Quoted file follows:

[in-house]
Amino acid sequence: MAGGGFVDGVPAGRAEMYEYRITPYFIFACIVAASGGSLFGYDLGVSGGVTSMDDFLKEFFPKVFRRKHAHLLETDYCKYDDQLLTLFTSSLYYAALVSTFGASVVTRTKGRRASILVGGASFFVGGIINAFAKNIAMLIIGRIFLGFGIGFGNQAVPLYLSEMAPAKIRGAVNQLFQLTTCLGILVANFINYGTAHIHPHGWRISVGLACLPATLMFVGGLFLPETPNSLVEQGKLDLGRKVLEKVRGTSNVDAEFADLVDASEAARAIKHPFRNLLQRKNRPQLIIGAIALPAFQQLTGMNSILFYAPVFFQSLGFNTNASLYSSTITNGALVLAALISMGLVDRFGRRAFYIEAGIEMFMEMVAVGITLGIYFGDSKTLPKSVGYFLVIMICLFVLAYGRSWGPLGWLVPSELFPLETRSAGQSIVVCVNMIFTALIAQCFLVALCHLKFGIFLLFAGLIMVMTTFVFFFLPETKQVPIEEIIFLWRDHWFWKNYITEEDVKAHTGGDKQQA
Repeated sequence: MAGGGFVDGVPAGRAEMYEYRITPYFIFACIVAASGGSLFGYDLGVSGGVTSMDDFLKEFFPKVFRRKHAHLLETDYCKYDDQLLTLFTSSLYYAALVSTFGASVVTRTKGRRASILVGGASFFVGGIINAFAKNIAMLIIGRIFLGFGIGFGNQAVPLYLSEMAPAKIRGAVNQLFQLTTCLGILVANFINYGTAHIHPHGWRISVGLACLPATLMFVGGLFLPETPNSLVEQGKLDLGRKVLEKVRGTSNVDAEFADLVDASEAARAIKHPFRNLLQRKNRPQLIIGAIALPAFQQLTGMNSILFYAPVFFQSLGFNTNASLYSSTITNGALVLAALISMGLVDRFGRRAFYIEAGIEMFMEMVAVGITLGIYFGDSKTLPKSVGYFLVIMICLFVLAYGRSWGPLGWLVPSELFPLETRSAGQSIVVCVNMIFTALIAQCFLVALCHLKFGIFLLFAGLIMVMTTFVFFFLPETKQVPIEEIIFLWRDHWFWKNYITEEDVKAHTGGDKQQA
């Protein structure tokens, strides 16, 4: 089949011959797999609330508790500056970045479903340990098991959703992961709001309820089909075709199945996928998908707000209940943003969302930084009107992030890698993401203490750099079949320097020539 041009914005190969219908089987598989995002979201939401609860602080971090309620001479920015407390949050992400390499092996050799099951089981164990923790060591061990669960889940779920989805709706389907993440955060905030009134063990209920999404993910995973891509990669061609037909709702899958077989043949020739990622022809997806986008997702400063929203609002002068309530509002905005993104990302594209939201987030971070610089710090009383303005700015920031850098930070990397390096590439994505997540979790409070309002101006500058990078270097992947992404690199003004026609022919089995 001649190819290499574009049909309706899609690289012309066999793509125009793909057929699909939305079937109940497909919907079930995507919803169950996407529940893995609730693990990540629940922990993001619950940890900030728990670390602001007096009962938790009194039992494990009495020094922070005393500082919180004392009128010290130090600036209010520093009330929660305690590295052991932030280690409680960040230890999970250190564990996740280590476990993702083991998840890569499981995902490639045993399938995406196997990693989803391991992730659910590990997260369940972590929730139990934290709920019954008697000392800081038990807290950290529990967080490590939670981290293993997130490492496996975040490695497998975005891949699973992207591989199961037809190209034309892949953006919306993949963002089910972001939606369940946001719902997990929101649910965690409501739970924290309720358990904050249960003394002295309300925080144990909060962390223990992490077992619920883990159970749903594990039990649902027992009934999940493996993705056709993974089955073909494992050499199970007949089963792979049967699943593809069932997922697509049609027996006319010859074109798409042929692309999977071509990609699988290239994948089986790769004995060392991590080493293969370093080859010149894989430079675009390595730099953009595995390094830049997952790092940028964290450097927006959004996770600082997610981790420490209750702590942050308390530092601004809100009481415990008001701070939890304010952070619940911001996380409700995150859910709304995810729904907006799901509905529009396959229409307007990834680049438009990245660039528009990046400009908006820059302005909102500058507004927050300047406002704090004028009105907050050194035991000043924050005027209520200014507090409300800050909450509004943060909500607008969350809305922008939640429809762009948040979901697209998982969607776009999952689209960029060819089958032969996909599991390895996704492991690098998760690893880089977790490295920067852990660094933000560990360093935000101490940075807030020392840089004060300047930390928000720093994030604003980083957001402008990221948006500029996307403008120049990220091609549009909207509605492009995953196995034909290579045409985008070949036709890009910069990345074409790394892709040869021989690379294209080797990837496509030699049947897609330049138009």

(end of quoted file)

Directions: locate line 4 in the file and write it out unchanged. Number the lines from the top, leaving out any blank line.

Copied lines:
């Protein structure tokens, strides 16, 4: 089949011959797999609330508790500056970045479903340990098991959703992961709001309820089909075709199945996928998908707000209940943003969302930084009107992030890698993401203490750099079949320097020539 041009914005190969219908089987598989995002979201939401609860602080971090309620001479920015407390949050992400390499092996050799099951089981164990923790060591061990669960889940779920989805709706389907993440955060905030009134063990209920999404993910995973891509990669061609037909709702899958077989043949020739990622022809997806986008997702400063929203609002002068309530509002905005993104990302594209939201987030971070610089710090009383303005700015920031850098930070990397390096590439994505997540979790409070309002101006500058990078270097992947992404690199003004026609022919089995 001649190819290499574009049909309706899609690289012309066999793509125009793909057929699909939305079937109940497909919907079930995507919803169950996407529940893995609730693990990540629940922990993001619950940890900030728990670390602001007096009962938790009194039992494990009495020094922070005393500082919180004392009128010290130090600036209010520093009330929660305690590295052991932030280690409680960040230890999970250190564990996740280590476990993702083991998840890569499981995902490639045993399938995406196997990693989803391991992730659910590990997260369940972590929730139990934290709920019954008697000392800081038990807290950290529990967080490590939670981290293993997130490492496996975040490695497998975005891949699973992207591989199961037809190209034309892949953006919306993949963002089910972001939606369940946001719902997990929101649910965690409501739970924290309720358990904050249960003394002295309300925080144990909060962390223990992490077992619920883990159970749903594990039990649902027992009934999940493996993705056709993974089955073909494992050499199970007949089963792979049967699943593809069932997922697509049609027996006319010859074109798409042929692309999977071509990609699988290239994948089986790769004995060392991590080493293969370093080859010149894989430079675009390595730099953009595995390094830049997952790092940028964290450097927006959004996770600082997610981790420490209750702590942050308390530092601004809100009481415990008001701070939890304010952070619940911001996380409700995150859910709304995810729904907006799901509905529009396959229409307007990834680049438009990245660039528009990046400009908006820059302005909102500058507004927050300047406002704090004028009105907050050194035991000043924050005027209520200014507090409300800050909450509004943060909500607008969350809305922008939640429809762009948040979901697209998982969607776009999952689209960029060819089958032969996909599991390895996704492991690098998760690893880089977790490295920067852990660094933000560990360093935000101490940075807030020392840089004060300047930390928000720093994030604003980083957001402008990221948006500029996307403008120049990220091609549009909207509605492009995953196995034909290579045409985008070949036709890009910069990345074409790394892709040869021989690379294209080797990837496509030699049947897609330049138009």